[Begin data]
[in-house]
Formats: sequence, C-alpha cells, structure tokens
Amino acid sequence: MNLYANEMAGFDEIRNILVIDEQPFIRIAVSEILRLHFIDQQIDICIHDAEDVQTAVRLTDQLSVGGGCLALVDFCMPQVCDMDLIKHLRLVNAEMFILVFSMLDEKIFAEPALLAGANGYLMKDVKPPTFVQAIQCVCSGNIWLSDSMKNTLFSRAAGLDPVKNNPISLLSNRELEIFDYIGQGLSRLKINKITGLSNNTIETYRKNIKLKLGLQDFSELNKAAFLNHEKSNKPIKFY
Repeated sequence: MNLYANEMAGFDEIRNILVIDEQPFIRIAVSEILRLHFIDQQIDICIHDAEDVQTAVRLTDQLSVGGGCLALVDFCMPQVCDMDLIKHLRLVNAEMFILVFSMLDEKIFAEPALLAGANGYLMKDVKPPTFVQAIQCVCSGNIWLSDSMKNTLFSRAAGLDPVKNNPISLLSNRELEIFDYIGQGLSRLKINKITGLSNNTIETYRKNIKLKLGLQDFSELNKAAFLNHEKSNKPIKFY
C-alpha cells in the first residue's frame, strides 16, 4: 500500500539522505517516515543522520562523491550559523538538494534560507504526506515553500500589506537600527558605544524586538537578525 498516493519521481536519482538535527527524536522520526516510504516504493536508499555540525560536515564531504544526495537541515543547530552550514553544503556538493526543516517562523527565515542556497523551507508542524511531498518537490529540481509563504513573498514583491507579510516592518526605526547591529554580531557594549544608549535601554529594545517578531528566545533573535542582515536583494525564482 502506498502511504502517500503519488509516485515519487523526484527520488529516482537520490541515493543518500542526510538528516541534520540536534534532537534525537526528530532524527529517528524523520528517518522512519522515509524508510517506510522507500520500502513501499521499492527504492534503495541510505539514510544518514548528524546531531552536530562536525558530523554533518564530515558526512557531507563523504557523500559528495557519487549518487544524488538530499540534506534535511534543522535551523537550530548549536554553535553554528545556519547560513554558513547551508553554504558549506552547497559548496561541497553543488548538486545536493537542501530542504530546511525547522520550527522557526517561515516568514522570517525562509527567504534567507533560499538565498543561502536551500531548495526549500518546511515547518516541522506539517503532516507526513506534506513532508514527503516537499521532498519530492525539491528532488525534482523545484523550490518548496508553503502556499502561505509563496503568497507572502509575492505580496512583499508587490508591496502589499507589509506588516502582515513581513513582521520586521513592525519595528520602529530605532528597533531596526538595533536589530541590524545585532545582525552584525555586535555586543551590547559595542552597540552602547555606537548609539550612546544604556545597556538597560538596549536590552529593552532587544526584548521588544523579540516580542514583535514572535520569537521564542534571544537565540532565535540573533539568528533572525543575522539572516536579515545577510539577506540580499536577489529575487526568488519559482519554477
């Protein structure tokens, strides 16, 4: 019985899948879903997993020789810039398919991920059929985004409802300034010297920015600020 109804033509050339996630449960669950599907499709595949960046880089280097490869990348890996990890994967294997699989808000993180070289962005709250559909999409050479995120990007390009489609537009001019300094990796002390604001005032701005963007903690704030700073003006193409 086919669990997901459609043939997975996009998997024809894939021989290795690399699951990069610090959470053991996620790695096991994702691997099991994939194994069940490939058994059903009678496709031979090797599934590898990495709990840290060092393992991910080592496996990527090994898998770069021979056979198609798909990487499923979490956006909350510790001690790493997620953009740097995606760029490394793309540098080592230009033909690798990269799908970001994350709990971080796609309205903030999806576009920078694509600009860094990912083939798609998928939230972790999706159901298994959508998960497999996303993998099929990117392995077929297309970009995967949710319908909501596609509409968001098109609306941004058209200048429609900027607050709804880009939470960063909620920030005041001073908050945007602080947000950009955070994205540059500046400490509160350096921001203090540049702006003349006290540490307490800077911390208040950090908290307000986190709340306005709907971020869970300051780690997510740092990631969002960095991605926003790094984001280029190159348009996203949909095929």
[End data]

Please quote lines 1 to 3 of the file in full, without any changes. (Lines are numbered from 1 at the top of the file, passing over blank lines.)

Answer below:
[in-house]
Formats: sequence, C-alpha cells, structure tokens
Amino acid sequence: MNLYANEMAGFDEIRNILVIDEQPFIRIAVSEILRLHFIDQQIDICIHDAEDVQTAVRLTDQLSVGGGCLALVDFCMPQVCDMDLIKHLRLVNAEMFILVFSMLDEKIFAEPALLAGANGYLMKDVKPPTFVQAIQCVCSGNIWLSDSMKNTLFSRAAGLDPVKNNPISLLSNRELEIFDYIGQGLSRLKINKITGLSNNTIETYRKNIKLKLGLQDFSELNKAAFLNHEKSNKPIKFY